Background: Osteoarthritis (OA) is a progressive degenerative condition of synovial joints in response to both internal and external factors. The relationship of OA in one joint of an extremity to another joint within the same extremity, or between extremities, has been a topic of interest in reference to the etiology and/or progression of the disease.
Methods: The prevalence of articular cartilage lesions and osteophytes, characteristic of OA, was evaluated through visual inspection and grading in 1060 adult knee/tali pairs from 545 cadaveric joint donors.
Results: Joint degeneration increased more rapidly with age for the knee joint, and significantly more knee joints displayed more severe degeneration than ankle joints from as early as the third decade. Women displayed more severe knee degeneration than did men. Severe ankle degeneration did not exist in the absence of severe knee degeneration. The effect of weight on joint degeneration was joint-specific whereby weight had a significantly greater effect on the knee. Ankle grades increasingly did not match within a donor as the grade of degeneration in either the left or the right knee increased.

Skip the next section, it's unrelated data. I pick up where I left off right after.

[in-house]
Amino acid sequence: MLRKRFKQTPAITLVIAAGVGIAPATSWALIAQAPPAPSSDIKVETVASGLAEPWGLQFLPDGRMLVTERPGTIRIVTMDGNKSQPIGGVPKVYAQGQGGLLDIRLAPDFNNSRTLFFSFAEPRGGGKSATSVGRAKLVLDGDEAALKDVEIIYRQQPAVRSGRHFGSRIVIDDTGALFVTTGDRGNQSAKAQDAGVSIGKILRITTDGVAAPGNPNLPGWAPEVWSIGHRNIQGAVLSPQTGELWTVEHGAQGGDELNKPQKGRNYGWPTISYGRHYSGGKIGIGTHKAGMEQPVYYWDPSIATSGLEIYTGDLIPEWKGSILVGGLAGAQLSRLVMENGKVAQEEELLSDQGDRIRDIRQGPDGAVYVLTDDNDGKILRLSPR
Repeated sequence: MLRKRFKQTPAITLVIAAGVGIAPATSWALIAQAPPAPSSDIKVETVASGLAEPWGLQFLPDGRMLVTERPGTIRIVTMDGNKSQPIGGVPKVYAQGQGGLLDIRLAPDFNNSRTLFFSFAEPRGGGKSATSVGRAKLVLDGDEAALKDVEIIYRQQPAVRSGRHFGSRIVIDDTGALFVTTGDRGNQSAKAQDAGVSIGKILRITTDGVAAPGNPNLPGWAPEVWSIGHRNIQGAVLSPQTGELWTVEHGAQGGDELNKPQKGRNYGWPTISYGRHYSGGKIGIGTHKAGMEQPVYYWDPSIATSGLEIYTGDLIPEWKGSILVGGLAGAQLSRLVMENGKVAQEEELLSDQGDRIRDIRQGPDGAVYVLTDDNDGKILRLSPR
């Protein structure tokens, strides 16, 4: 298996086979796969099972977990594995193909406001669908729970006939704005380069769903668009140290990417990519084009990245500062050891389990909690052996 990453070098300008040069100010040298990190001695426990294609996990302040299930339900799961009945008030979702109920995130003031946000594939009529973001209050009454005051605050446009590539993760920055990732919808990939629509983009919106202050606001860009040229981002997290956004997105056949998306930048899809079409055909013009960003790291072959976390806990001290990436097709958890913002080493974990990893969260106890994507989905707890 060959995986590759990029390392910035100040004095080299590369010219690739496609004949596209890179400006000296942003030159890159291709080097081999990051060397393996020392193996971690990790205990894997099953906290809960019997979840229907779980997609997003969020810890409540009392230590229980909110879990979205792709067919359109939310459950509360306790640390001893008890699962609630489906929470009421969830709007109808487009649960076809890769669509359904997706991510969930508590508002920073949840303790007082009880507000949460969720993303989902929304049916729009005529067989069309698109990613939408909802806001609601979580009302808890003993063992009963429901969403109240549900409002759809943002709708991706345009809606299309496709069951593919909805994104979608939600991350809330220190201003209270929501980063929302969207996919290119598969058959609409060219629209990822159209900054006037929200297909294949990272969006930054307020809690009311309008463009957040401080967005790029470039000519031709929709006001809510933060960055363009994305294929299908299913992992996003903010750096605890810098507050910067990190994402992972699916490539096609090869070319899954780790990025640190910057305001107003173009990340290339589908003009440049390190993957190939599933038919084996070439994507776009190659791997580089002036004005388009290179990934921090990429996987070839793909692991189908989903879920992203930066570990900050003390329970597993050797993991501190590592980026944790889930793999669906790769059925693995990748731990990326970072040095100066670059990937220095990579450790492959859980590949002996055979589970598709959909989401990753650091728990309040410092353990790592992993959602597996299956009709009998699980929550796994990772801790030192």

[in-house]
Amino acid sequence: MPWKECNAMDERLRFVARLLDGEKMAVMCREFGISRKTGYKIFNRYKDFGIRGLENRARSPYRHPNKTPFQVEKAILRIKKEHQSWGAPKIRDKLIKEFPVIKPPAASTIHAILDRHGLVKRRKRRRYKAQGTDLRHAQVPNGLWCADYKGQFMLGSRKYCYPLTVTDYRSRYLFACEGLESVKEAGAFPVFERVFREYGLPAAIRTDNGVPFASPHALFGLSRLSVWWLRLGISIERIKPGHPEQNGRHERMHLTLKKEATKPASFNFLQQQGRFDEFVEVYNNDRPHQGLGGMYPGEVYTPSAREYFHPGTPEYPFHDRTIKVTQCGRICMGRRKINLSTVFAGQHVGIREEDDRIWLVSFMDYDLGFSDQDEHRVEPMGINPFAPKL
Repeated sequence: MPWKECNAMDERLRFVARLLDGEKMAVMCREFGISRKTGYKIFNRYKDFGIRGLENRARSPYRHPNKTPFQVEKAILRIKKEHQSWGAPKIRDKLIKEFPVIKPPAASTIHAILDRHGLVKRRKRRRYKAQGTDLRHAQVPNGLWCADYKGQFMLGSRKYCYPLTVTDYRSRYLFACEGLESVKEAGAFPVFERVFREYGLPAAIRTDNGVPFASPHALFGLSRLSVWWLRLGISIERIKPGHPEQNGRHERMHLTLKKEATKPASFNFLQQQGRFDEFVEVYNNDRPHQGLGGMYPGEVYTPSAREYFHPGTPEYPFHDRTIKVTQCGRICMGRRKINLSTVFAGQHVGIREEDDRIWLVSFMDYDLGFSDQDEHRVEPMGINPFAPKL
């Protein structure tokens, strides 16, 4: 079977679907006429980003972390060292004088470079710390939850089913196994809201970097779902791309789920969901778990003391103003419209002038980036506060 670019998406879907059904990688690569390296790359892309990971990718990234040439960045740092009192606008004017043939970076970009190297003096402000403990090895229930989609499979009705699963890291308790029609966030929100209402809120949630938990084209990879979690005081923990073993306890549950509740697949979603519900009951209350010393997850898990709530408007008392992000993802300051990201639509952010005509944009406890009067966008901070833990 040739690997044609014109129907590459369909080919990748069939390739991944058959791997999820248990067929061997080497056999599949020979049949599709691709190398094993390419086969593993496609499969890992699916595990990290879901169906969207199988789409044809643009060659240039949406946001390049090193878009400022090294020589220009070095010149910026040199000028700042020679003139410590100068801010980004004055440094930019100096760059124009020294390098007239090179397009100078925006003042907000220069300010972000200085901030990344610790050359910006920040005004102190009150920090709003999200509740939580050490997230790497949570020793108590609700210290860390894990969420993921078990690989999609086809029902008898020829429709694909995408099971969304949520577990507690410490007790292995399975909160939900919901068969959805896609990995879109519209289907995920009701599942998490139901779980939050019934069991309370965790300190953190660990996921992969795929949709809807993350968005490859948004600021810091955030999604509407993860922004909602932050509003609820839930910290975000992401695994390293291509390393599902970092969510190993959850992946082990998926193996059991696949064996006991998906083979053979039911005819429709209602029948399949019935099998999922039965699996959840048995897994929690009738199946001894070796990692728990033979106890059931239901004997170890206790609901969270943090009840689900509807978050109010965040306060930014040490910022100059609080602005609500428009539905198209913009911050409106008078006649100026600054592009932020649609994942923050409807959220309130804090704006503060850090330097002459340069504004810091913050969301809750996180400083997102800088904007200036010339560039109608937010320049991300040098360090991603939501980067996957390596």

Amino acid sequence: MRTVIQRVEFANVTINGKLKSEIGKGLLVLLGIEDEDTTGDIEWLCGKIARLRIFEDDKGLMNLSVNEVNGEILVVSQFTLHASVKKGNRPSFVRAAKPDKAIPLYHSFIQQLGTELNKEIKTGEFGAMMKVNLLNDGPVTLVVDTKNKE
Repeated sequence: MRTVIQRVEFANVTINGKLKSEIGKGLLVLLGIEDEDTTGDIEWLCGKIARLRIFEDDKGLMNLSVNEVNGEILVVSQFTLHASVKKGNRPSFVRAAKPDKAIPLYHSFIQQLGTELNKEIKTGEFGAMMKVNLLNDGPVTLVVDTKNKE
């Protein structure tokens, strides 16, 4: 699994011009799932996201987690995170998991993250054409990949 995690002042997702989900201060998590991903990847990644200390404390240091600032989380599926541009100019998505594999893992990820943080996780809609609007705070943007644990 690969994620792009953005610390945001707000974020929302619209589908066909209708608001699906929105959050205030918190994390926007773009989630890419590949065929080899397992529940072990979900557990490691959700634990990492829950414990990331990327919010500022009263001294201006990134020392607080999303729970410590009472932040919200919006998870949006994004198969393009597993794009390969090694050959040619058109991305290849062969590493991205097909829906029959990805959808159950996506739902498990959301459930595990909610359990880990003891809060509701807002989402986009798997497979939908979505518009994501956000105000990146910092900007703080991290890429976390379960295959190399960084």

Conclusions: Gender and body type have a greater effect on knee joint integrity as compared to the ankle, suggesting that knees are more prone to internal causative effects of degeneration. We hypothesize that the greater variability in joint health between joints within an individual as disease progresses from normal to early signs of degeneration may be a result of mismatched limb kinetics, which in turn might lead to joint disease progression.